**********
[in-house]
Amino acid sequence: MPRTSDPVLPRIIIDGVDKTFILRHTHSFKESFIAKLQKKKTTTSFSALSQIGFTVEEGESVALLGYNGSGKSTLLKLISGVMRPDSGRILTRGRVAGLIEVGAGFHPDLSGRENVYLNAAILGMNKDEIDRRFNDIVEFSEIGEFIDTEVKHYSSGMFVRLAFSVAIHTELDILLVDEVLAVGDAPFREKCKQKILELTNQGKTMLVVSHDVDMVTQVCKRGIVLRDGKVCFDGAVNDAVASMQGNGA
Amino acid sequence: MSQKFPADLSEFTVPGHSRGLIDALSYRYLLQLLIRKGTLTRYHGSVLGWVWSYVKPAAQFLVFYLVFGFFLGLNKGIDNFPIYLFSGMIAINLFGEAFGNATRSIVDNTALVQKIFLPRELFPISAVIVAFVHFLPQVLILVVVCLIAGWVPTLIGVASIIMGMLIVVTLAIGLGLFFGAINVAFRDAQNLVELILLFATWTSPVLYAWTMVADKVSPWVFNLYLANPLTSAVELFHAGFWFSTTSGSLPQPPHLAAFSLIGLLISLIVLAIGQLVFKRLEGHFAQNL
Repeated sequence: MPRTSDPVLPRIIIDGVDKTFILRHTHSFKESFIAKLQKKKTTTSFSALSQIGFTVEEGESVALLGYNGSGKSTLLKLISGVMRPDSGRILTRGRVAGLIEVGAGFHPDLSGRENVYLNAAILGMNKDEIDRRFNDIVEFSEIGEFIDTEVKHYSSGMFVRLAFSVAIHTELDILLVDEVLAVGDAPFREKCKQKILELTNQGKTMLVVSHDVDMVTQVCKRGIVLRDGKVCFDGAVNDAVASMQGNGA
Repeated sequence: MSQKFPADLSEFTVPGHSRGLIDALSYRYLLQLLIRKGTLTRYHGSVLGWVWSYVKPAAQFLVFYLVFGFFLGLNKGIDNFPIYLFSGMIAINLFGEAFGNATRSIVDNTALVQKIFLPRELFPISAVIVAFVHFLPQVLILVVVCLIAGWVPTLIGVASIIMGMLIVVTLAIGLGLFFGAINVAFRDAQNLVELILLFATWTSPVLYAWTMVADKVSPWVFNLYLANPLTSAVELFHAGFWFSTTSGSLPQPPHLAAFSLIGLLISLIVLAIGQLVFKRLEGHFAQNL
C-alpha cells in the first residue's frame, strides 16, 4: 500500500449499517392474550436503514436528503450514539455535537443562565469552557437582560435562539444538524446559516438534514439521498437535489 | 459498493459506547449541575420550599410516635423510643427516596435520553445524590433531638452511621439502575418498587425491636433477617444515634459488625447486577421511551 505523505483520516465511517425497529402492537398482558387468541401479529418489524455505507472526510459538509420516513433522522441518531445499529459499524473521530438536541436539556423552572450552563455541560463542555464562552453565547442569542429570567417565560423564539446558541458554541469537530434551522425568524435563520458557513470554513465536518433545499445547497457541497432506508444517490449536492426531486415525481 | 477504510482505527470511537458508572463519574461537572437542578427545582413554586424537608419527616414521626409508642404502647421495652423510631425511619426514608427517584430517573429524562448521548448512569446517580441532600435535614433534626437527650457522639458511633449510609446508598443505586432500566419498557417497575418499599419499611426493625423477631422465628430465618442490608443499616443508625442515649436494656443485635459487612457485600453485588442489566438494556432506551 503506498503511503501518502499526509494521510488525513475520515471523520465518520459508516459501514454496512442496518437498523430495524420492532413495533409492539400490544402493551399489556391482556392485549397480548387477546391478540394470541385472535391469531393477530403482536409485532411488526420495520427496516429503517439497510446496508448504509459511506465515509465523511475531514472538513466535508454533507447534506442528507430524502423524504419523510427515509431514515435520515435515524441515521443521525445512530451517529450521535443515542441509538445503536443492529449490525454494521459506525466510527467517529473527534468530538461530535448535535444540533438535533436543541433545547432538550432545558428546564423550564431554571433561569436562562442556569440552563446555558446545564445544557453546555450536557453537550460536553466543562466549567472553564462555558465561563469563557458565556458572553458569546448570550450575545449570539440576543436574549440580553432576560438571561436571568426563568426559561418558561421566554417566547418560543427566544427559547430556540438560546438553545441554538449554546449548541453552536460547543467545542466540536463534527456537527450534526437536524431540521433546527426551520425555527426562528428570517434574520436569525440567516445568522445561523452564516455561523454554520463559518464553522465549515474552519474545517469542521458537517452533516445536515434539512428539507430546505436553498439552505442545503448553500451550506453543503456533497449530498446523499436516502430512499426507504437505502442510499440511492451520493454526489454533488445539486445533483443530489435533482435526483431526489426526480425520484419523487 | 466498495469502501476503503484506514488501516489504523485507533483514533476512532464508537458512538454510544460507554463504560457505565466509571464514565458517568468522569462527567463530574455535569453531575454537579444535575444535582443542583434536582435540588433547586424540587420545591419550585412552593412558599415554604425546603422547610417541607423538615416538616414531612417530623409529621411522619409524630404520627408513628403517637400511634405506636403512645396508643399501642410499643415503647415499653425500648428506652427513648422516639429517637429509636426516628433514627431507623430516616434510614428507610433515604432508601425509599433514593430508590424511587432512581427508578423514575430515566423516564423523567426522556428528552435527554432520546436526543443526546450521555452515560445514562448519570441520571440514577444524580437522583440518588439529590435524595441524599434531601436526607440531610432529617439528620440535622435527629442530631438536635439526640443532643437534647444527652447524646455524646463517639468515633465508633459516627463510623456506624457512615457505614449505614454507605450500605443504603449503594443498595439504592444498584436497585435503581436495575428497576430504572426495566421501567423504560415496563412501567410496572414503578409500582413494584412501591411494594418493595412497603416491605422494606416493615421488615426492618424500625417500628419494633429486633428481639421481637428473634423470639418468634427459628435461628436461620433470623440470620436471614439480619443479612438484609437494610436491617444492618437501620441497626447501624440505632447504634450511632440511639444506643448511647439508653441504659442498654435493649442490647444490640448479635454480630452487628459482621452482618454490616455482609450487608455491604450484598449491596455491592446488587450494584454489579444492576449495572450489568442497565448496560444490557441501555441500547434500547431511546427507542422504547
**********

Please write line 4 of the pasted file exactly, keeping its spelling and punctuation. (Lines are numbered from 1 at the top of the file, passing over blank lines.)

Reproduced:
Repeated sequence: MPRTSDPVLPRIIIDGVDKTFILRHTHSFKESFIAKLQKKKTTTSFSALSQIGFTVEEGESVALLGYNGSGKSTLLKLISGVMRPDSGRILTRGRVAGLIEVGAGFHPDLSGRENVYLNAAILGMNKDEIDRRFNDIVEFSEIGEFIDTEVKHYSSGMFVRLAFSVAIHTELDILLVDEVLAVGDAPFREKCKQKILELTNQGKTMLVVSHDVDMVTQVCKRGIVLRDGKVCFDGAVNDAVASMQGNGA